Wednesday, June 13, 2012 12:22 PM
  • Hi.

    I am starting to walk my first steps with WinRT and I was also a little bit surprised, and a bit frightened I might add, when I discovered about the inexistence of UpdateSourceTrigger property in Binding class, and the inexistance of BindingExpression thus disabling explicit bind updates (not to talk about the MultiBinding class). I suspect this has nothing to do with being preview versions of Windows 8 SDK. Instead I feel that all heavy behaviors were a filtered and purged thus leaving for the developer to implement custom scenarios. Don't forget that we can now dive into the guts of the beast using C++.

    But I bet what you need is a solution, not a dissertation.

    In fact to tackle this problem, which is keep the MVVM approach, you have two options, well two flavors of the same option.

    Create your own DependencyProperty to use as an attached behavior.

    What made sense for me was to create an attached dependency property. But by reading the new WinRT API documentation it became clear that attached dependency properties are used only with value types, but the solution I had in mind included binding to an Action<string>.

    Enough talking. Here's how I extended a TextBox to add the behavior you are talking about:

    public class ExtendedTextBox : TextBox
            public static readonly DependencyProperty CustomActionProperty =
                new PropertyMetadata(null, OnPropertyChanged));
            public Action<string> CustomAction 
                    return (Action<string>)GetValue(CustomActionProperty);
                    SetValue(CustomActionProperty, value);
            private static void OnPropertyChanged(DependencyObject d, DependencyPropertyChangedEventArgs e)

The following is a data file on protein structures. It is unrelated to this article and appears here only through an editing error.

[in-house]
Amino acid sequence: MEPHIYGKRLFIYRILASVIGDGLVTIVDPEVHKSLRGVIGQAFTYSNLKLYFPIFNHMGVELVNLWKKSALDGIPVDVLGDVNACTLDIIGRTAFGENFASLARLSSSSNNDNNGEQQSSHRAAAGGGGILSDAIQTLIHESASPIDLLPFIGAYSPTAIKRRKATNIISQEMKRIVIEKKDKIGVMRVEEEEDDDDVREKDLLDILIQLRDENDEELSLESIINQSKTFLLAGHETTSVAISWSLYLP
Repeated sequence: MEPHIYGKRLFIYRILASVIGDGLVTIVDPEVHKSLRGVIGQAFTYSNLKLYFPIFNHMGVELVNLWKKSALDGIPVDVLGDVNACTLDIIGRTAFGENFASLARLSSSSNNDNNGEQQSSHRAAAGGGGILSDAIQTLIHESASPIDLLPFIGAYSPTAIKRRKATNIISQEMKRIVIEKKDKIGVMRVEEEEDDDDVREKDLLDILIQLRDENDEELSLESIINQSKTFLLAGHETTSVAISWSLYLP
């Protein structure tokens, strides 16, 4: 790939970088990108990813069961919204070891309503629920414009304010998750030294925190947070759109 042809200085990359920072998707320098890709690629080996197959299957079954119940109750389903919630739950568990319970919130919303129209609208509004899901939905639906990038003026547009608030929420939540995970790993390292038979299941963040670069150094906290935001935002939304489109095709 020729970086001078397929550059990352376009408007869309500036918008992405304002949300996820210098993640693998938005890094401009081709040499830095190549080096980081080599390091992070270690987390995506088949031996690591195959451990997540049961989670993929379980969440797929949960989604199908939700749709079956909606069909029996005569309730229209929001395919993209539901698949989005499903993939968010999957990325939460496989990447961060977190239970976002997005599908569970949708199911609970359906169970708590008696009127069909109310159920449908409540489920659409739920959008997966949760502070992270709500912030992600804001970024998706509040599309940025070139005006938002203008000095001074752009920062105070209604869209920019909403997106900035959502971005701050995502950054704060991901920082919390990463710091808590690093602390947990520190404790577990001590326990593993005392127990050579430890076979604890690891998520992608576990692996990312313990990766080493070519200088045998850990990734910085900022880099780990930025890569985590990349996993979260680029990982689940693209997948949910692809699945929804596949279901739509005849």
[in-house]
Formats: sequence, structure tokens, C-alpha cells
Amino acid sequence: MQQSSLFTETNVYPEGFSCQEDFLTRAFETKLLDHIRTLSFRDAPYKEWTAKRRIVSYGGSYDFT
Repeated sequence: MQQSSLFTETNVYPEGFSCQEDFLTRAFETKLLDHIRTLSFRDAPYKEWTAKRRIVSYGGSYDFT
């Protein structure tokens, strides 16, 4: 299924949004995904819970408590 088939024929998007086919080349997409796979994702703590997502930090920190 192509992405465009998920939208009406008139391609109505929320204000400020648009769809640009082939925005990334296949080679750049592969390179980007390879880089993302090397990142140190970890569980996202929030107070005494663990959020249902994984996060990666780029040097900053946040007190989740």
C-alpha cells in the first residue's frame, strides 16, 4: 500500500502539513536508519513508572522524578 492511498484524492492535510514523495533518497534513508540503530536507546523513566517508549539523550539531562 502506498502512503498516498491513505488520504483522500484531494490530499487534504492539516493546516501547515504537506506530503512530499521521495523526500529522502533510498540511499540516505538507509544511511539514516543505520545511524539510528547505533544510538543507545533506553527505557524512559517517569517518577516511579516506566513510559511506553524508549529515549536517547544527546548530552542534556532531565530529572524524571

if(e.NewValue != null)
                    (d as ExtendedTextBox).TextChanged += ExtendedTextBox_TextChanged;
                    (d as ExtendedTextBox).TextChanged -= ExtendedTextBox_TextChanged;
            async static void ExtendedTextBox_TextChanged(object sender, TextChangedEventArgs e)
                await CoreWindow.GetForCurrentThread().Dispatcher.RunAsync(CoreDispatcherPriority.Normal, () => (sender as ExtendedTextBox).CustomAction((sender as ExtendedTextBox).Text));

    I am being a little bit exausting with the use of Dispatcher since I haven't had enough time to consolidate the async programming model in WinRT.

    public Action<string> UpdateBindedViewModelProperty
                get { return new Action<string>((value) => NewLabelName = value); }

    <plmrfc:extendedtextbox customaction="{Binding UpdateBindedViewModelProperty, Mode=OneTime}" text="{Binding Path=NewLabelName, Mode=TwoWay}" width="200" x:name="Label_TextBox"></plmrfc:extendedtextbox>

    Hope it helps.

    Let me know if something's still bugging you.

    • Proposed as answer by Pedro Frederico Sunday, June 17, 2012 12:39 PM
    • Edited by Pedro Frederico Sunday, June 17, 2012 1:18 PM http://winrt8.blogspot.pt/2012/06/winrt-misses-bindingexpression-class.html
    Sunday, June 17, 2012 12:06 PM
  • That's a good alternative for this specific case. Every UI element comes with a Dispatcher property, so you don't need to go through the whole CoreWindow call flow.
    Thursday, June 21, 2012 6:10 PM
  • Well noted! ;)
    Saturday, July 21, 2012 5:54 PM
  • Very good call, I'm using this code!